I'm going to blame it on the drugs. I thought she was dead. But she's looking awfully chic, with adequate blood flow, and is only in her 70s. She is one of my favorite people but I had put my "connaissance" in stasis, just sort of stopped reading her, stopped learning.
This represents one of the more wonderful, even if humiliating, aspects of Twitter. An artist that I "follow" retweeted something from Kristeva's account. "Harrumph," I snorted. [In case you did not know the organic steps necessary to the creation of a/an harrumph -- "a/an" depending on whether you choose the "'h'-aspiré" or not. Think back to French One and "un homme" vis-à-vis "un héros."]
That harrumph-snort came from my certitude that she was dead. Duh.
Anyway, she has done a nice piece on the death penalty. If you are a regular Dear Reader, you know that I am a longtime death penalty abolitionist, and consider the USA as yet uncivilized, at the very least, for not yet having done away with it. I also no longer fight with people about it, rarely going beyond stating my opinion. But that doesn't preclude forwarding to you a work with which I agree (mostly -- I am considerably more intense and clear in my opinions than Kristeva) by someone whom I greatly admire. Well, more clear. She might have me beat in the intensity department.
[What the heck. I toss this out into the info-sphere and remind you that there will be a fourth vote at the UN General Assembly this December on the imposition of a moratorium on the use of the death penalty. I know, I know, don't even bother me with the comebacks. Just don't. Just check out THIS WEBSITE, maybe sign a petition and be quiet: The last vote garnered this result: 109 votes in favour, 41 voted against and 35 abstained. The first attempt, in 2007? 104 UN members states voted in favor, while 54 voted against and 29 abstained. Change, like peace, "comes dropping slow." Apologies to Yeats.]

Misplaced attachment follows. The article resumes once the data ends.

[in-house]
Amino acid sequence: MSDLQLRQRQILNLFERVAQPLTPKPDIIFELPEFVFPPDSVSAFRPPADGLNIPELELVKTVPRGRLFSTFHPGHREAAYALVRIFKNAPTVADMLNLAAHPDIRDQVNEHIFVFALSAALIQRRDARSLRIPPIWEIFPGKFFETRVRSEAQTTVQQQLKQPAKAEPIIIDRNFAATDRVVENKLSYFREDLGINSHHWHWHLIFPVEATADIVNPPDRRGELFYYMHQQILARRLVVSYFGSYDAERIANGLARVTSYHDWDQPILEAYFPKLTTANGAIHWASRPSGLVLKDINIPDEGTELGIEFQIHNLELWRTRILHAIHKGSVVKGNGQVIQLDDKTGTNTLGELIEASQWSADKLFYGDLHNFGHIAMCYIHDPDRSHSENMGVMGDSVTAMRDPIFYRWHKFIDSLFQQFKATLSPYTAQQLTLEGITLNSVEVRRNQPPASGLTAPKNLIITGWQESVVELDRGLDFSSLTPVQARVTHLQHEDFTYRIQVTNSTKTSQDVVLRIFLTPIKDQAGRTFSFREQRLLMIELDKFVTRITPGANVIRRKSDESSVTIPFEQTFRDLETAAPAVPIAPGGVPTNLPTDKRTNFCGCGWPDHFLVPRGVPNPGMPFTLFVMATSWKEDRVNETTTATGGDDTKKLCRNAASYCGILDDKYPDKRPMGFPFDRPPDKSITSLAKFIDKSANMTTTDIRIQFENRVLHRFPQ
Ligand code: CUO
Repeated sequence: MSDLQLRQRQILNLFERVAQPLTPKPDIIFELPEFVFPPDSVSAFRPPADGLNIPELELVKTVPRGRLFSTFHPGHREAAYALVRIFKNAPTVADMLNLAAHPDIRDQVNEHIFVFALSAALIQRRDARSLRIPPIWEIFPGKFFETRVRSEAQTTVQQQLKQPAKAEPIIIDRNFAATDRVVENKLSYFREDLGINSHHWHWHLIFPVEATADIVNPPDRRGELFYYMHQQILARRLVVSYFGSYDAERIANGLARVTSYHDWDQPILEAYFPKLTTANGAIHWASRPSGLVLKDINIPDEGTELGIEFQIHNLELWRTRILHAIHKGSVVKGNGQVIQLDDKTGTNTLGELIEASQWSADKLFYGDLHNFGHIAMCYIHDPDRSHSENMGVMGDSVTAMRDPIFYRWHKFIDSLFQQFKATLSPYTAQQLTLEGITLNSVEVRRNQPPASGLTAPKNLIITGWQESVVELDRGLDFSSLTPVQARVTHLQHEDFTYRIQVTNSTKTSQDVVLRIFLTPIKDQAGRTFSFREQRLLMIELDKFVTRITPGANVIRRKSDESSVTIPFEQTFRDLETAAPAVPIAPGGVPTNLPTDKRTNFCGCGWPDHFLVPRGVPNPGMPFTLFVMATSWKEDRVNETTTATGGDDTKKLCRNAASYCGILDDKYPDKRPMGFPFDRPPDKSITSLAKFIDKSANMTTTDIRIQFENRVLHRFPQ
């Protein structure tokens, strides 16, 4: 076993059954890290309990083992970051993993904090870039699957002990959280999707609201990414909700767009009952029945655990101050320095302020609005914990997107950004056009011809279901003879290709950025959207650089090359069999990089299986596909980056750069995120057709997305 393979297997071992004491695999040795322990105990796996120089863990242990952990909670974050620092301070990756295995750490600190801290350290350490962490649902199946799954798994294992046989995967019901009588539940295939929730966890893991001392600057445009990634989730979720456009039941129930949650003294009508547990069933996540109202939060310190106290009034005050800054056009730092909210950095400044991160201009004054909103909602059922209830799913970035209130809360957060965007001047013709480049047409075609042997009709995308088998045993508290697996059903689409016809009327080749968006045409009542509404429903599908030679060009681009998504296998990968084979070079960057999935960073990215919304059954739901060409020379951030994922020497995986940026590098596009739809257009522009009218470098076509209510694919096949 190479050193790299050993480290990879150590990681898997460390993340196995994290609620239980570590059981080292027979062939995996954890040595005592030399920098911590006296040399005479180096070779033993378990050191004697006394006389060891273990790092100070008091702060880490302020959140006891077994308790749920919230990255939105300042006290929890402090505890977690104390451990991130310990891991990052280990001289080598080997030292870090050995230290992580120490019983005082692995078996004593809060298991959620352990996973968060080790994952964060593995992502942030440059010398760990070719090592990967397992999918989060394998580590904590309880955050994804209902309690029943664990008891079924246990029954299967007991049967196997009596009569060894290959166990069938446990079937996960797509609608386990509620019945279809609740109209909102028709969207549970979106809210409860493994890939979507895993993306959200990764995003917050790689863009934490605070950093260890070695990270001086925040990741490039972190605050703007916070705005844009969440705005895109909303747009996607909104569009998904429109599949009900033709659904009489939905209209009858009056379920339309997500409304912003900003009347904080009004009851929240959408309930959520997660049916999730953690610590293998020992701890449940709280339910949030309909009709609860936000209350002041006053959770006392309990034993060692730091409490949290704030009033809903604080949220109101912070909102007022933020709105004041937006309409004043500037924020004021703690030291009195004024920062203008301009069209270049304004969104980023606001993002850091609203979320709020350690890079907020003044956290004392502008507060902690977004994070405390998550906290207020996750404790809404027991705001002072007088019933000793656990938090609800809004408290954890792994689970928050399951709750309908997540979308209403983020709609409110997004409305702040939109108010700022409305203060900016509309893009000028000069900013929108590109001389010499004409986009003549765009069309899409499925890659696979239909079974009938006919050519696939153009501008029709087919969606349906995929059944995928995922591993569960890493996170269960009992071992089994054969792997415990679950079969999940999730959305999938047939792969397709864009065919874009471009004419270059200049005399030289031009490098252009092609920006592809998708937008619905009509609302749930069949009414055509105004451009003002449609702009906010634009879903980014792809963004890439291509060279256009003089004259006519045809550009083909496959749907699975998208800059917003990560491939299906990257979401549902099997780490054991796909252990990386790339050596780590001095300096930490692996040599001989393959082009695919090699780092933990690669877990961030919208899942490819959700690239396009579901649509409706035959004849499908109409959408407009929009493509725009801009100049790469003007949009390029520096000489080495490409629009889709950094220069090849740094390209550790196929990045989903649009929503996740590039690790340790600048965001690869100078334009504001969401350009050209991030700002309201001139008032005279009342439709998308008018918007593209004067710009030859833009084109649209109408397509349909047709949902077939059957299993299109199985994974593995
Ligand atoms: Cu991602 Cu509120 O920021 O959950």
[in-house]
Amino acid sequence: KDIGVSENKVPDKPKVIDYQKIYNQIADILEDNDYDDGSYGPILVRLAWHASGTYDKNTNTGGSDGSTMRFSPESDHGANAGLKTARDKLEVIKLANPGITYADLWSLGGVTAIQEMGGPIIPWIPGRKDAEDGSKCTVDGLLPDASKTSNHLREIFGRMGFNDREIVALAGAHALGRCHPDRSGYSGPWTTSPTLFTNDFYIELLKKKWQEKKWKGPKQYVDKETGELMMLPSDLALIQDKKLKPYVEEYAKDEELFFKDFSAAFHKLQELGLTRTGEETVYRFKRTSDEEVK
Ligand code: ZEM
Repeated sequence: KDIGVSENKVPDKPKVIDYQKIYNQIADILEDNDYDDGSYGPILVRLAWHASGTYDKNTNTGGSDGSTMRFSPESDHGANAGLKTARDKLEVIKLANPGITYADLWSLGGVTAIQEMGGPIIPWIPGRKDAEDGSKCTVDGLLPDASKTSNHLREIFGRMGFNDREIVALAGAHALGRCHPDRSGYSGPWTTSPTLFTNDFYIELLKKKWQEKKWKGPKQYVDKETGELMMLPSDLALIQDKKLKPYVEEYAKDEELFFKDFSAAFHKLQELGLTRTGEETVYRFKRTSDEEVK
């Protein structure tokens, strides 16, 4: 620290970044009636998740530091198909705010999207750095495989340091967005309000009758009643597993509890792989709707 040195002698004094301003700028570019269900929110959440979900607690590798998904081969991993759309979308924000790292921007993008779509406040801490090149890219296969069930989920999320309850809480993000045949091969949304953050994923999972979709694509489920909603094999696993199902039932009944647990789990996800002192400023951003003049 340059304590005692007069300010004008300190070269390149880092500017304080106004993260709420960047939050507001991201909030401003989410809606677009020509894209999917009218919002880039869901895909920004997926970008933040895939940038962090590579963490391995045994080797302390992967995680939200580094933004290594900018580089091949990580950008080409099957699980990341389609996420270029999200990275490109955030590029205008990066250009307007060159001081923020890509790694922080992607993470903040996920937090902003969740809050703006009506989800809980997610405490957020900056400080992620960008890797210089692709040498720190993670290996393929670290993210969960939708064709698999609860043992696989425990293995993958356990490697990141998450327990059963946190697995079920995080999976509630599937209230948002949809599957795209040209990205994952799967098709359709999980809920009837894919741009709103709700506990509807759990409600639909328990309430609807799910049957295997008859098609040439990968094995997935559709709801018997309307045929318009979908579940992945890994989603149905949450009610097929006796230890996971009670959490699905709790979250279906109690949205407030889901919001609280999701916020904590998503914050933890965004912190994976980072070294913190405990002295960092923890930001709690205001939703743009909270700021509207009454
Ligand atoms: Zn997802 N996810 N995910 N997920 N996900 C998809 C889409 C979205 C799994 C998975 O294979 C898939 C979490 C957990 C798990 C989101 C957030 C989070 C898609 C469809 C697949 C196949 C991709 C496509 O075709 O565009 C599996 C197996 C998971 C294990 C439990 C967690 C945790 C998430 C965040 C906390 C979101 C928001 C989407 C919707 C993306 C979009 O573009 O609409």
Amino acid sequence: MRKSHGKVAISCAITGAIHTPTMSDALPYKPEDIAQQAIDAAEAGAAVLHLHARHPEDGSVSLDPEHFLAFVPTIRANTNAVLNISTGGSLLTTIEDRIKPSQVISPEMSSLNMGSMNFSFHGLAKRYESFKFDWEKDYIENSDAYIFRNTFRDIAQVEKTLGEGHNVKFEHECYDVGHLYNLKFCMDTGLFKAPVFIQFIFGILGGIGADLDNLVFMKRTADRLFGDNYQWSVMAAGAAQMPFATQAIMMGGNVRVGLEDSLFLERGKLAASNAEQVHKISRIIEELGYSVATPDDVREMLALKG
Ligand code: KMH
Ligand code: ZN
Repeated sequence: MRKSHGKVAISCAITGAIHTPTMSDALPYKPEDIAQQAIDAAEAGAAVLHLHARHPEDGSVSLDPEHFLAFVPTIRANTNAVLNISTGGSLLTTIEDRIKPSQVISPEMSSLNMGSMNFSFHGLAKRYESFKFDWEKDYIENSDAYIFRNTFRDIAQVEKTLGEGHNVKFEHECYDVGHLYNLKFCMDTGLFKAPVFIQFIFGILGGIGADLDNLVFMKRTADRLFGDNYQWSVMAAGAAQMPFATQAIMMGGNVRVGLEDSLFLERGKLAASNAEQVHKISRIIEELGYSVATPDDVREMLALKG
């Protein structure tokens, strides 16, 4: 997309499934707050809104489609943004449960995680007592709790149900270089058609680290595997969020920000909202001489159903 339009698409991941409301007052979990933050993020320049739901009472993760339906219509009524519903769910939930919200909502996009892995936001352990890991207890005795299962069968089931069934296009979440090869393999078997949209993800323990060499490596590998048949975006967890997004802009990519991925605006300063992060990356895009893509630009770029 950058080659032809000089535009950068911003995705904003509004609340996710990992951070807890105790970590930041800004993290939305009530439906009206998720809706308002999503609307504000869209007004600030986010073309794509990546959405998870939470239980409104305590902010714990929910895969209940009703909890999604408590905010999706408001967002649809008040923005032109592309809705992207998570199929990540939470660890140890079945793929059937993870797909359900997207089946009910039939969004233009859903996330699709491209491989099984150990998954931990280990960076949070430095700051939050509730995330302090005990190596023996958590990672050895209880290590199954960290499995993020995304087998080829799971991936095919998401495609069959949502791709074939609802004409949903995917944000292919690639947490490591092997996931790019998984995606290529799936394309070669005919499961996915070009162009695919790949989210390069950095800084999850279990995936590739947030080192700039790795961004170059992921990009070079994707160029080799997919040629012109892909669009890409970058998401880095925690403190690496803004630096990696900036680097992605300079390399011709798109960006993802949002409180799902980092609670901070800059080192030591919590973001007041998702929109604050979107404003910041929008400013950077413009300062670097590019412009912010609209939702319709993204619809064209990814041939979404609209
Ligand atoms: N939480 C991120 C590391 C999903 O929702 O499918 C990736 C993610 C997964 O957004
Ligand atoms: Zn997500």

Even if I thought she was dead. If you don't speak French, take a few minutes and learn some, or use one of the wunnerful, wunnerful translators available on the web. At least watch the video! There was a time I'd not hesitate to translate the piece... but this is Kristeva, folks. I'm not going to risk screwing up something by her!
Aw, man. She's giving a doctoral seminar on Colette at Université Paris Diderot-Paris 7, open to the public. I guess it is probably over, as it began in January. But shoot, you know?
You know, I think these meds are working. Even though I'm seeing double and am somnolent to the tune of Rip Van Winkle, I have developed the itch, the urge, the longing to... stroll the Boulevard Saint Germain, taking a right onto the Rue des Fossés Saint Bernard, for a late morning of "La révolte intime : Colette."
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So here she is, all my ado aside, her work stolen in its entirety from her "site officiel," but with so much respect that I hope not to be sued, simper-simper-respect-awe-simper:
De l’inviolabilité de la vie humaine
Je ne suis ni juriste ni spécialiste de l’abolitionnisme. Je n’ai jamais assisté à une exécution, et aucun de mes proches ne fut victime de meurtres, d’abus sexuels, de tortures ou de violences dégradantes. Je ne vous lirai pas ces rapports médicaux détaillant les supplices de la guillotine, que Camus lui-même recopiait pour nous communiquer sa nausée. Je n’ai pas non plus ressenti cette empathie romantique qui emporte Hugo, comparant sa douleur d’exilé à celle du proscrit. J’estime que les douleurs sont incommensurables, plutôt incommunicables, et que la pulsion de mort qui nous habite nous menace tous... au singulier.
Tête coupée de Louis XVI
Victor Hugo, Justitia
Les abolitionnistes avancent trois arguments principaux contre la peine de mort : l’inefficacité de la vengeance et de la dissuasion ; la faillibilité de la justice ; la douleur piégée par l’élimination.
Anonyme, Acte de justice du 9 au 10 Thermidor
J’entends votre question dont je partage l’indignation: et alors, les abolitionnistes veulent épargner la mort à ces criminels-là ?
Andy Warhol, Chaise éléctrique, 1971
Permettez-moi de finir sur un ton plus personnel.